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Let the Lawsuit Reform of 2023 Work; Maybe Do More

As a small businesswoman, I have to watch every dollar that flows in and out of my business.  Unfortunately, that dollar seems to have become a lot less valuable over the last several months.  For most of us working families out here, inflation is killing us. 

Right now, most of us Floridians feel blessed to live in our state.  Our economy is doing much better than other places in the country, but there are some major costs beginning to creep up on us.  Property taxes and the cost of property insurance, particularly in this Miami market are really beginning to hurt. 

Unfortunately, for many of our friends who either have invested in property rentals or who may be in the process of buying a new home, they are finding that property insurance is getting more expensive.

That is why I was so grateful to see that now that the Florida Legislature passed their tort reform packages of 2023, a move that has provided more incentives for more insurance companies to enter the market.  There is nothing that will be better to bring rates down than getting more companies to write policies in the state of Florida.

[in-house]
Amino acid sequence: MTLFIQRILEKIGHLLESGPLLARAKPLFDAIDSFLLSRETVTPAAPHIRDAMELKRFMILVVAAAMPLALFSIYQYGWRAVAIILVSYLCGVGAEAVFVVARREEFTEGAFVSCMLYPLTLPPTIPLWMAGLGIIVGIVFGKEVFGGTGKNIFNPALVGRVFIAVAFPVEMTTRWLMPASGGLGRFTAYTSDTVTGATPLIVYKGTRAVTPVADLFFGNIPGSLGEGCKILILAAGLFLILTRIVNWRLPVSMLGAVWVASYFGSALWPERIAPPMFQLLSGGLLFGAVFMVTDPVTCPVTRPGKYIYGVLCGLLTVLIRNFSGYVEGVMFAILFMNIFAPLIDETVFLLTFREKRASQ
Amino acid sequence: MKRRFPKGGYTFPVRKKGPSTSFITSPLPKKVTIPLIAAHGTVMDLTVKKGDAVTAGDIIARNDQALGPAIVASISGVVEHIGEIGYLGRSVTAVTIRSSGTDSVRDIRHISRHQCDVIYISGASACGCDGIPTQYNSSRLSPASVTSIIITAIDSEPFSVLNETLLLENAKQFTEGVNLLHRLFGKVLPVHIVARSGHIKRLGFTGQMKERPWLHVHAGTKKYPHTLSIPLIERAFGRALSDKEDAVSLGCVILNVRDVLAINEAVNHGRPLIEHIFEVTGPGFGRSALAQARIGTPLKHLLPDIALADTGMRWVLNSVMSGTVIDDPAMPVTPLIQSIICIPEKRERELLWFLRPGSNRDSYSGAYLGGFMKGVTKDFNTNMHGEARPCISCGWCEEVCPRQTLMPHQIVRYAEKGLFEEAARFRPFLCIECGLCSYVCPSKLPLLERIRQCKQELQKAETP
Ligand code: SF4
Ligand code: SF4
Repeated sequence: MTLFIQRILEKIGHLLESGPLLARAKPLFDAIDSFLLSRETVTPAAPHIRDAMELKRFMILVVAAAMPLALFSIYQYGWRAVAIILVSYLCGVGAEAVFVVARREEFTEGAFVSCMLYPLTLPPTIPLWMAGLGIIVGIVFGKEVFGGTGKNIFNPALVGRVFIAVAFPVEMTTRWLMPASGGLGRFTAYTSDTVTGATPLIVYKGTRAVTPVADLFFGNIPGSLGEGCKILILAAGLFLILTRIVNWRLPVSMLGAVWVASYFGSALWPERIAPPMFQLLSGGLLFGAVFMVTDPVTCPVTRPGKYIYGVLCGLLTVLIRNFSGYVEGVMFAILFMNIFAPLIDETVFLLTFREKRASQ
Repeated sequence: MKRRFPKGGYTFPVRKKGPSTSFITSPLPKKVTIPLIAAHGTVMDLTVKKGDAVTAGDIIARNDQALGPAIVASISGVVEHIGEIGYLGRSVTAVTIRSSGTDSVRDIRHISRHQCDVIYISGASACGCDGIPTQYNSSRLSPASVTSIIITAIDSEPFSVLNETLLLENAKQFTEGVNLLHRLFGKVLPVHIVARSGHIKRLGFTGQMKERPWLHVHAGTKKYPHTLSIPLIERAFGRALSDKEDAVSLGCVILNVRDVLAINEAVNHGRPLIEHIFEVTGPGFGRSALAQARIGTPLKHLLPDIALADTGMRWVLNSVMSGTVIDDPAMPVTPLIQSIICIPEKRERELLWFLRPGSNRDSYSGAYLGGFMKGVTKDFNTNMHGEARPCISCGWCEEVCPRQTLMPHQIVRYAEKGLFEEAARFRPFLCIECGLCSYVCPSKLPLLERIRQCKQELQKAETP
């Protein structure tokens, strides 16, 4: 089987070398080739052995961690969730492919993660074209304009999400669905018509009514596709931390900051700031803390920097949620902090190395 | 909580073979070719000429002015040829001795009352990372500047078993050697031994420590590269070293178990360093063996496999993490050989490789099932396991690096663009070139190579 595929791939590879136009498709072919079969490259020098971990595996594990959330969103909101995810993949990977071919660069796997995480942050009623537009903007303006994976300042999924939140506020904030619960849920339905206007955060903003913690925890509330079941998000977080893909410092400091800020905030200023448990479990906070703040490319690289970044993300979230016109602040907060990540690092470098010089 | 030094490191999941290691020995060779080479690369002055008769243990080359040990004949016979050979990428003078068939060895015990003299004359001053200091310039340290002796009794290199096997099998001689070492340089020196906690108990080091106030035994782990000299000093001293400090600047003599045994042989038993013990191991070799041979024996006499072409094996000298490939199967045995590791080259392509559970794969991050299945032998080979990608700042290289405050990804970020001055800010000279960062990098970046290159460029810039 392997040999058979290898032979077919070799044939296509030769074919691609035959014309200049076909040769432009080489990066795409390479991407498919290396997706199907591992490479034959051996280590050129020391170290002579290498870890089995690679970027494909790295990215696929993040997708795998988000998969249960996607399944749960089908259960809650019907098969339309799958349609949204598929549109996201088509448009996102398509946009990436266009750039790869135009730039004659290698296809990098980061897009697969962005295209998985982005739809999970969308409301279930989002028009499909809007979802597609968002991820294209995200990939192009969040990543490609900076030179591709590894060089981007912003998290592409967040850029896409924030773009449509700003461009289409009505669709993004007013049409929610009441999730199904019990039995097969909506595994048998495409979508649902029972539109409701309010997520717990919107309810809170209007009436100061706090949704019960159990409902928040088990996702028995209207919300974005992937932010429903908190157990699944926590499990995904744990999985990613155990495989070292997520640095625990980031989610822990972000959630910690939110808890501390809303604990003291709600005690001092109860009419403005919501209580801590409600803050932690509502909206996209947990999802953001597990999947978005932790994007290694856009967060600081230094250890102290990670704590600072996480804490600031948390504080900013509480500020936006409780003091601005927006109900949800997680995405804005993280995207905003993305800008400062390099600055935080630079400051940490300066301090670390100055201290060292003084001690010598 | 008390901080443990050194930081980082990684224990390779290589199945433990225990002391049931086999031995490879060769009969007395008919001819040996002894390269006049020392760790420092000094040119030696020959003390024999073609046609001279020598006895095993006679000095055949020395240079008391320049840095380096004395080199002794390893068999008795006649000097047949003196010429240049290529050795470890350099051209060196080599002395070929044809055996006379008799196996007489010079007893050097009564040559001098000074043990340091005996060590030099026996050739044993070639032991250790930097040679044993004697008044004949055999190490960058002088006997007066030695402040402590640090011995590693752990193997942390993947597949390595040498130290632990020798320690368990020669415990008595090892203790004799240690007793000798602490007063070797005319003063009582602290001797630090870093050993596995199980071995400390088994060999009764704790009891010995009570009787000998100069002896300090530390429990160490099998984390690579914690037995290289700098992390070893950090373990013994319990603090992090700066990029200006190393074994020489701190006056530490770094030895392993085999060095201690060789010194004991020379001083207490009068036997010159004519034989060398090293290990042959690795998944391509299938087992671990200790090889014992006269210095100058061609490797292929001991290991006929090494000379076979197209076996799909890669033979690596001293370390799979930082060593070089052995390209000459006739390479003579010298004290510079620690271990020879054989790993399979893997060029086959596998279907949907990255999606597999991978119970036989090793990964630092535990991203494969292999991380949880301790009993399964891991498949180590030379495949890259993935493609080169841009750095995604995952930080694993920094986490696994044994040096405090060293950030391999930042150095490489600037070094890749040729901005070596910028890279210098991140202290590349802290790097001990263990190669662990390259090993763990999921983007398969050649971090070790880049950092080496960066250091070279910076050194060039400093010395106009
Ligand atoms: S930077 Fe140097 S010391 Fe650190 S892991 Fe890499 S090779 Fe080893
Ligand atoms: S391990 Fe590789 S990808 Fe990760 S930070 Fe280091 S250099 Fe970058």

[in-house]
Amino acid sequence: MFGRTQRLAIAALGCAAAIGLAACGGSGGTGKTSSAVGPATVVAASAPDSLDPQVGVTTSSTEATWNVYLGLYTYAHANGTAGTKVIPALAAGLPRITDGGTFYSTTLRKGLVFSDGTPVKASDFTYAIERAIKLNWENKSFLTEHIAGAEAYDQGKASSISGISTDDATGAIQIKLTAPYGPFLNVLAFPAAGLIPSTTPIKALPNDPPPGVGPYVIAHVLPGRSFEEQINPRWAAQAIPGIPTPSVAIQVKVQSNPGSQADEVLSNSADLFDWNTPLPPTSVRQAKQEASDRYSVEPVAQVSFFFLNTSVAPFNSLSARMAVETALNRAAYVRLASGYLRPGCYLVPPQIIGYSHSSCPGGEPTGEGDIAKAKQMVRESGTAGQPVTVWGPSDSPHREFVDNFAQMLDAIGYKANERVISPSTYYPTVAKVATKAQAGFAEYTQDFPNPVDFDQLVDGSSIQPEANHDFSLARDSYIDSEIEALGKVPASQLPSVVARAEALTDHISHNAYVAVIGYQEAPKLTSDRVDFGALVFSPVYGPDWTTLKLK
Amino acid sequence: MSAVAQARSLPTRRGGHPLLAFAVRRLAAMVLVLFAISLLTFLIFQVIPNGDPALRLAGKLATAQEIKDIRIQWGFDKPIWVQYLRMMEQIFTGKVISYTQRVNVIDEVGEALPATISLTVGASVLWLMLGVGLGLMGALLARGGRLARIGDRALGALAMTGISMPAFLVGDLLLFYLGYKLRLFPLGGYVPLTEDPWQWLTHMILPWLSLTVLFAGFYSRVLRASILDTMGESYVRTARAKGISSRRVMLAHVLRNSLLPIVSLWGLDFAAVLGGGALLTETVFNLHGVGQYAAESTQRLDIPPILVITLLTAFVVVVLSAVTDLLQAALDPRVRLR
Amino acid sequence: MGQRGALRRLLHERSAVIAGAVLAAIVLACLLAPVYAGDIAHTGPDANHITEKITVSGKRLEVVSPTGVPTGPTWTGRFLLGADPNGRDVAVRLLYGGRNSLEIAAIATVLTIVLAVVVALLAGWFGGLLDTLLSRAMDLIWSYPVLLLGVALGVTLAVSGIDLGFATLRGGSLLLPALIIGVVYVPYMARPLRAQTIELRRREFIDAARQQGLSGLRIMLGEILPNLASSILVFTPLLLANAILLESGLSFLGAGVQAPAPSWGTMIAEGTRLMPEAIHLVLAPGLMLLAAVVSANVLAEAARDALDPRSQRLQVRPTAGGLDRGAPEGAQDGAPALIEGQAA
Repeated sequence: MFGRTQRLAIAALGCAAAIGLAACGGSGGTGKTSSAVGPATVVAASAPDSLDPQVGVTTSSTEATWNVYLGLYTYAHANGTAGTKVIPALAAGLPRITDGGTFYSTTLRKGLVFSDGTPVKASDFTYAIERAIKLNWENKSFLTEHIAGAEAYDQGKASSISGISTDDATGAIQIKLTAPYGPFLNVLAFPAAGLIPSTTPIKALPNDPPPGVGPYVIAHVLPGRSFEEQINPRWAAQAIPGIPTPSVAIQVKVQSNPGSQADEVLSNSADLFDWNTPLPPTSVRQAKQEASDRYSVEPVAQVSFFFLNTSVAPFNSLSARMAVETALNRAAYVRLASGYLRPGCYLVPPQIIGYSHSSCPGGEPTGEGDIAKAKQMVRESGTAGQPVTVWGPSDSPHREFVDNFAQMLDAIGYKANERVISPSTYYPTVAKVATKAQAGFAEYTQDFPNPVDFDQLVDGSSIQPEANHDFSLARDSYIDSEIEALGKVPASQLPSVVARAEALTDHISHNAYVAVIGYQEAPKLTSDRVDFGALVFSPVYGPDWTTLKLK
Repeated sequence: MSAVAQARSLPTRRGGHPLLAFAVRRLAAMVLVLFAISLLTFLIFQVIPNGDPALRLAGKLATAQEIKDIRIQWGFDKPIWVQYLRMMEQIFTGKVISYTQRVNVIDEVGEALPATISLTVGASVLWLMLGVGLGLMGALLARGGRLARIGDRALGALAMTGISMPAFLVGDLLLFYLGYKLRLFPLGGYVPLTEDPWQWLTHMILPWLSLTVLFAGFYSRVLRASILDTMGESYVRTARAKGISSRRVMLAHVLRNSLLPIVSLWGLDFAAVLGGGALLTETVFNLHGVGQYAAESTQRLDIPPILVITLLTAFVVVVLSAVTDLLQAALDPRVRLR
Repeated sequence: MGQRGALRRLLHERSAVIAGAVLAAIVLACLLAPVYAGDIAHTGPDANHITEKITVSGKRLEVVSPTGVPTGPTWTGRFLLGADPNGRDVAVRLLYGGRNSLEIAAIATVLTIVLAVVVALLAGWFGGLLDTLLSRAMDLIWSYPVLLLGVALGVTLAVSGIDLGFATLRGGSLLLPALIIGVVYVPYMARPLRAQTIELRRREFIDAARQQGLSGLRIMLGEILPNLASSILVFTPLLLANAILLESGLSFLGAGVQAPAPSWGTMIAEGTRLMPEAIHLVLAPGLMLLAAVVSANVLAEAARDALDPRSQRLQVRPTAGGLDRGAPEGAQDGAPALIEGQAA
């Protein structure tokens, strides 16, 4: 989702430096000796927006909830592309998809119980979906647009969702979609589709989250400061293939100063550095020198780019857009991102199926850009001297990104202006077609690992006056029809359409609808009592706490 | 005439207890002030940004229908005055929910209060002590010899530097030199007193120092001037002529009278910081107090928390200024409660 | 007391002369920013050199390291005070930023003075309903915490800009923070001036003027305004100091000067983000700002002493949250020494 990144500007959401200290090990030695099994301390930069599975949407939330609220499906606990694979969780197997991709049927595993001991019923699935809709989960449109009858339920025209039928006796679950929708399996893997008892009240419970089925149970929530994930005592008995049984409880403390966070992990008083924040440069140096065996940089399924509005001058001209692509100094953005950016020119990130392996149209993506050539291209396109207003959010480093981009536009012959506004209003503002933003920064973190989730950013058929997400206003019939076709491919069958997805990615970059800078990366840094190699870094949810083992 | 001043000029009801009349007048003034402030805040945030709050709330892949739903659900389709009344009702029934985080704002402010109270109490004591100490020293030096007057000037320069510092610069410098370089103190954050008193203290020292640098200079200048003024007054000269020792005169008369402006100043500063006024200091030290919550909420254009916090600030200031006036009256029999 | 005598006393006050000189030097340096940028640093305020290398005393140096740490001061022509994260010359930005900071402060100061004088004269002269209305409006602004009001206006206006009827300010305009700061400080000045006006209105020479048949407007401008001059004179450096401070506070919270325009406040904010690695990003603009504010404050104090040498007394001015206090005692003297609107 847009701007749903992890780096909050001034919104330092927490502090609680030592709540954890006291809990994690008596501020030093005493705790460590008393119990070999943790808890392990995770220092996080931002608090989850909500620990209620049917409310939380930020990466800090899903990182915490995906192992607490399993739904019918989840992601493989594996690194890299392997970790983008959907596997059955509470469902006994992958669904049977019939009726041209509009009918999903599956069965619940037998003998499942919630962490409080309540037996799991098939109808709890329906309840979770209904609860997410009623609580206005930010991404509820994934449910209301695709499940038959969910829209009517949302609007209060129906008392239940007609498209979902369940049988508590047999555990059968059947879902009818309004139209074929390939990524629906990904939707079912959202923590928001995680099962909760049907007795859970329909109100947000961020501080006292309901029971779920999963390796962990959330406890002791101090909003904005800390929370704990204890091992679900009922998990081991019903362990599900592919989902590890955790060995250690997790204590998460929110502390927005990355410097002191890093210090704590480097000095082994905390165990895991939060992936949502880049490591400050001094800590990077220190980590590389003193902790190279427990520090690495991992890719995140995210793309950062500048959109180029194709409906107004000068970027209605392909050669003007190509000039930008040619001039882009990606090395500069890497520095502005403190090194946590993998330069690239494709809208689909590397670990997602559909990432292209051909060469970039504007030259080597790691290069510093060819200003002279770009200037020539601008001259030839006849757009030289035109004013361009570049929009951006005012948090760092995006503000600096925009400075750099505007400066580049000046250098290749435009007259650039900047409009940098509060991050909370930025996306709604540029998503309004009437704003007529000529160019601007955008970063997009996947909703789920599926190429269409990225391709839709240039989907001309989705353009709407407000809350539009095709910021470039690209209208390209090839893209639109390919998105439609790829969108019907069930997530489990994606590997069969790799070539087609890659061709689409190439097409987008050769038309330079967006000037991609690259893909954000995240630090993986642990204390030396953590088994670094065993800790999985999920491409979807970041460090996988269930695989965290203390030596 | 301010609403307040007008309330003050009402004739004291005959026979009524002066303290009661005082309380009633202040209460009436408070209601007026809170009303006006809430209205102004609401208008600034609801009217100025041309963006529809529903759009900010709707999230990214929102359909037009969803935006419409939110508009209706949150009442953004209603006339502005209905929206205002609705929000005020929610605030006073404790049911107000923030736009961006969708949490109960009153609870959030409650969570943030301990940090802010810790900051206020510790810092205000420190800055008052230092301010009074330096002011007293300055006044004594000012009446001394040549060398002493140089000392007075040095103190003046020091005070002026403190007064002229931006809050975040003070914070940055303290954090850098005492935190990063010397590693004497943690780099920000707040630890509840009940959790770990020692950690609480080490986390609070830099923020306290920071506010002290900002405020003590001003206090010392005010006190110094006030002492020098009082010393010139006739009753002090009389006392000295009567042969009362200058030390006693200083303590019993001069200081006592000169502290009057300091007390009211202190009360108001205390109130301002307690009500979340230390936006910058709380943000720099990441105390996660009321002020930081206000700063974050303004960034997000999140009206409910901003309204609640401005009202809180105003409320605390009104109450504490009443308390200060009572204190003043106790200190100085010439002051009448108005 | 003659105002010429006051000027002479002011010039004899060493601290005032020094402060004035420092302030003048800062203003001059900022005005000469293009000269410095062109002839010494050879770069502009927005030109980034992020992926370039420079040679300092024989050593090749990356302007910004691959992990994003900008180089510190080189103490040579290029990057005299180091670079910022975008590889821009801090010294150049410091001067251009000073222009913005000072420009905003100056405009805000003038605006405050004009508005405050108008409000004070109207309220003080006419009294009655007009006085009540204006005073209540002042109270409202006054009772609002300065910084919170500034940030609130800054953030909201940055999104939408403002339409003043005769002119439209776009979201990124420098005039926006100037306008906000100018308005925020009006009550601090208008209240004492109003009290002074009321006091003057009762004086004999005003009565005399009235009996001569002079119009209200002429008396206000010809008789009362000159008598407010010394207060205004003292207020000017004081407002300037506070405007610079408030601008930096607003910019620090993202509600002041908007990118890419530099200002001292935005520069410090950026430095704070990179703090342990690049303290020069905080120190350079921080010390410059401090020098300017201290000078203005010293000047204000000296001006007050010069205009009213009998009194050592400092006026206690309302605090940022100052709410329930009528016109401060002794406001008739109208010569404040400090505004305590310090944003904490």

When I say incentives, I don’t mean anything was done to provide funding or aid to these insurance companies out of the state taxpayer coffers.  In this case, all the legislature did was pass a series of reforms that were designed to bring some commonsense back to our judicial system. For years, enterprising attorneys would take any kind of a lawsuit against an insurance company.  If the company settled for any amount, they became liable for all of the plaintiff’s attorney fees.  This created one of the most litigious markets in the country.  In fact, while Florida only accounts for 10% of the nation’s insurance policies, we did account for over 70% of the nation’s lawsuits related to insurance.

See also  Ron DeSantis Receives 27 Bills from the Florida Legislature

People forget that insurance rates are based on how much risk and damage is being done to any part of the pool of policyholders being covered.  If one policyholder took a massive hit, rates would tend to rise on all policies to help share that damage.

Despite all the great stories being told on billboards about plaintiffs getting millions, what folks fail to see is that for every $10,000 verdict, there may be $100,000 or more in legal fees.  An insurance pool simply cannot sustain that kind of damage, and rates must go up or companies must close. 

Now, that has begun to change with the lawsuit reform measures passed last year, and I am truly hopeful that Governor DeSantis will continue to work with the legislature to pass even more reforms.  This past legislative session, more reforms were proposed, but the legislators ran out of time.  Next year, it is my hope that they will find the time and get part 2 done.

Karen Cardenas is on the Policy Advisory Committee for Floridians for Government Accountability.

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